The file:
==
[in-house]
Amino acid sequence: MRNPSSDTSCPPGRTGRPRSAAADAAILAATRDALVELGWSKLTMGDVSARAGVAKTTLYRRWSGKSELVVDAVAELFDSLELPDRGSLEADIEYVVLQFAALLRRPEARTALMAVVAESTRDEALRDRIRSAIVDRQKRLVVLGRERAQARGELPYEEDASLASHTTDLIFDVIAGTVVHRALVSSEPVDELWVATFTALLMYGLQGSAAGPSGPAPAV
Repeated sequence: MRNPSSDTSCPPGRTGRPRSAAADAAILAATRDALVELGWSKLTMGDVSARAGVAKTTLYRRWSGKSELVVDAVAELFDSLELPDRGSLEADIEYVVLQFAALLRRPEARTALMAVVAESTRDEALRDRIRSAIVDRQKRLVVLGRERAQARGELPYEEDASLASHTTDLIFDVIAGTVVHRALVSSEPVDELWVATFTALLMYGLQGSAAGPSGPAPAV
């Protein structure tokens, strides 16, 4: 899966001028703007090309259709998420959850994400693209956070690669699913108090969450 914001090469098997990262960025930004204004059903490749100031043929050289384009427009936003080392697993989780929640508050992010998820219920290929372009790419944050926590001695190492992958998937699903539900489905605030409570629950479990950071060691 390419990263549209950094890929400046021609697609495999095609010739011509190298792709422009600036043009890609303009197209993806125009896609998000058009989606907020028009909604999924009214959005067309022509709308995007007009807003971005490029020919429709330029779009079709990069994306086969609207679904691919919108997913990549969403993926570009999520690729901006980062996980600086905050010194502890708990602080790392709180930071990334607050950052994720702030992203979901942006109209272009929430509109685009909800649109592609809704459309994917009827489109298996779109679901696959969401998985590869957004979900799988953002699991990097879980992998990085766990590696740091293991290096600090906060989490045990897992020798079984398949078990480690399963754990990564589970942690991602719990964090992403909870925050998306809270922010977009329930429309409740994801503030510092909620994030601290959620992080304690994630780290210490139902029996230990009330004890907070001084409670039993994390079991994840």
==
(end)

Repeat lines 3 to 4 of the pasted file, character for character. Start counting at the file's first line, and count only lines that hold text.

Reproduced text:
Repeated sequence: MRNPSSDTSCPPGRTGRPRSAAADAAILAATRDALVELGWSKLTMGDVSARAGVAKTTLYRRWSGKSELVVDAVAELFDSLELPDRGSLEADIEYVVLQFAALLRRPEARTALMAVVAESTRDEALRDRIRSAIVDRQKRLVVLGRERAQARGELPYEEDASLASHTTDLIFDVIAGTVVHRALVSSEPVDELWVATFTALLMYGLQGSAAGPSGPAPAV
């Protein structure tokens, strides 16, 4: 899966001028703007090309259709998420959850994400693209956070690669699913108090969450 914001090469098997990262960025930004204004059903490749100031043929050289384009427009936003080392697993989780929640508050992010998820219920290929372009790419944050926590001695190492992958998937699903539900489905605030409570629950479990950071060691 390419990263549209950094890929400046021609697609495999095609010739011509190298792709422009600036043009890609303009197209993806125009896609998000058009989606907020028009909604999924009214959005067309022509709308995007007009807003971005490029020919429709330029779009079709990069994306086969609207679904691919919108997913990549969403993926570009999520690729901006980062996980600086905050010194502890708990602080790392709180930071990334607050950052994720702030992203979901942006109209272009929430509109685009909800649109592609809704459309994917009827489109298996779109679901696959969401998985590869957004979900799988953002699991990097879980992998990085766990590696740091293991290096600090906060989490045990897992020798079984398949078990480690399963754990990564589970942690991602719990964090992403909870925050998306809270922010977009329930429309409740994801503030510092909620994030601290959620992080304690994630780290210490139902029996230990009330004890907070001084409670039993994390079991994840």